Continuum 2 - IT expert replies to blocking
Reader comment on item: No Longer Banned in the British Library!
Submitted by Peter (United States), Apr 14, 2014 at 19:45
Someone who attributes sinister motives that easily will not make friends easily either.
I'm not saying Mr. Pipes is wrong, but you have to give the BL the benefit of the doubt at the moment.
Having a rudimentary understanding of Web filtering is part of my professional work, as I market complex firewalls and web filtering systems. It's staggeringly difficult to get right, as so much is subjective, the playing field isn't level, and the rules of the game keep changing.
Most systems produce a 'score' for each web object, based on direct assessment of content and reference to other indices elsewhere. Over a certain threshold will get it (or the whole domain) blocked. Scores are usually on several different scales, and mathematically combined. This helps effectiveness. Usually, all administrators do is set the threshold values and set exceptions based on complaints from users.
There's no practical alternative to this. There are simply far too many sites to have a manual process, AND this process has to work for every language on the web-connected planet, not just English (and not just the Roman alphabet, either). The system also has to consider hosting services known to have low security, or a history of virus delivery, or a history of hosting unpleasantness.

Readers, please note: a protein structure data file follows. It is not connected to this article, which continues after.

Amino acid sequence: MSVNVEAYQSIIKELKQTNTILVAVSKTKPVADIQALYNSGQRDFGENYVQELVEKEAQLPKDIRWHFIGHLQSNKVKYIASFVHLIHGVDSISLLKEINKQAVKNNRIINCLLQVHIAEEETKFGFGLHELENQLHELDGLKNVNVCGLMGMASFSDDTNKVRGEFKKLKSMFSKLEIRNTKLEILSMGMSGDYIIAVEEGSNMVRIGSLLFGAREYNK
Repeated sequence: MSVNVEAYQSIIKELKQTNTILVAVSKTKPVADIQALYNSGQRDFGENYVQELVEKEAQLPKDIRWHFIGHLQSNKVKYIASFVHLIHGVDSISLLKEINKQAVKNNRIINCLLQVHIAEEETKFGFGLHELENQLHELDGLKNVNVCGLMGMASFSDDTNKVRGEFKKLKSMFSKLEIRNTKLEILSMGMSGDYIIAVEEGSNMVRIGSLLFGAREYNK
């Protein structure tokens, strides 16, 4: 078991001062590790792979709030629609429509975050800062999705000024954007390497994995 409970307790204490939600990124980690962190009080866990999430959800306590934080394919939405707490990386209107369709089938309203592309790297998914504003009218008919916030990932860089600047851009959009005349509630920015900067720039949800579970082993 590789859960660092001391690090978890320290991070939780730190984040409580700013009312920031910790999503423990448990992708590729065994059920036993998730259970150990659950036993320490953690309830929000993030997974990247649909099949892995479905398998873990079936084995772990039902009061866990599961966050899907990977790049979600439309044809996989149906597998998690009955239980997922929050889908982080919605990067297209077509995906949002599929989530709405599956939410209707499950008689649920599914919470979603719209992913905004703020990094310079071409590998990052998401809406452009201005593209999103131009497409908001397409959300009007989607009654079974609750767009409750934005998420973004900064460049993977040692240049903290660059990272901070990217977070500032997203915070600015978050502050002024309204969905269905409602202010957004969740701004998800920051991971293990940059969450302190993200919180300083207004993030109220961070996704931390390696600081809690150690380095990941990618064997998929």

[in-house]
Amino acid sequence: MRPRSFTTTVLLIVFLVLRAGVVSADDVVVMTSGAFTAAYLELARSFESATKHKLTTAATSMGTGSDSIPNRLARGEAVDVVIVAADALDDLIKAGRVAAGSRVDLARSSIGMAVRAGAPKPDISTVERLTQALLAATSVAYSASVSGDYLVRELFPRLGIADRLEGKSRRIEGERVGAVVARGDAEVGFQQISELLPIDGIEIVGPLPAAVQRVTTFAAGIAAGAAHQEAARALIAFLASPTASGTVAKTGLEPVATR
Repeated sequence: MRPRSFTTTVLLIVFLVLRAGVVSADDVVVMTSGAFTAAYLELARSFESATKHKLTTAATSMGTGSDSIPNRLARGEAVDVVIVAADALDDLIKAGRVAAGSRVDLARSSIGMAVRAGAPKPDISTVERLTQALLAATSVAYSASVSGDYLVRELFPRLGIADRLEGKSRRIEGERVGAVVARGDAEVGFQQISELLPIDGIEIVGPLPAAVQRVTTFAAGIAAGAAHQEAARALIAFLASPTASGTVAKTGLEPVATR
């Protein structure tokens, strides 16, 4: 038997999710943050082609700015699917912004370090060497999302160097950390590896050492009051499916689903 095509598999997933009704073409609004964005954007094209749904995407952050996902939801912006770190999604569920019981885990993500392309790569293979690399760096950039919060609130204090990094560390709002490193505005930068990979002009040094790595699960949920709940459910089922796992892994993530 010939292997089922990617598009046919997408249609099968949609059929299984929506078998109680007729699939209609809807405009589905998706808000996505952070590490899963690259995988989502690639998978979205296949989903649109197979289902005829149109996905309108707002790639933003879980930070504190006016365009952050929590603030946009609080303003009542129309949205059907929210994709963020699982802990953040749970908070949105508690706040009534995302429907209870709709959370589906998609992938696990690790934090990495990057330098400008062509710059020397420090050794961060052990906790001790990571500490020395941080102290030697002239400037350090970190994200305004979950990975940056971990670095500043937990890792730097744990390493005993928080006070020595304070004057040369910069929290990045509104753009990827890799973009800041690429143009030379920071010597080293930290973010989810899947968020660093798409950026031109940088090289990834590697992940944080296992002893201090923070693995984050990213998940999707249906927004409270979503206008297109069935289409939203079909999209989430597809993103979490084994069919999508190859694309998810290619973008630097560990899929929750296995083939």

The problem is turning network administrators into 'thought police.' It's a role they universally hate, don't want, and has nothing to do with the technical complexity of their training and mainstream work. It's analogous to holding a car mechanic responsible for the vehicle owner's bad driving!
It's not going to change much, either. If you run a public organisation, which would you rather hear as a complaint: "Johnny downloaded hundreds of porno images while he was using your computers!", or, "I couldn't research transvestite hem-line trends because the sites were blocked!"
One makes you laugh, the other may well get you sacked.
And you can't hold a conversation above the clattering sound of middle managers running for the bunkers. They usually don't want to think about this and they certainly don't have the bandwidth to formally decide whose illiterate 3-page rant, sorry, blog, gets blocked and whose doesn't. Of course Mr. Pipes' blog isn't in /that/ category, but that's no help to underpaid administrators.*
Welcome to modern life, Daniel Pipes.
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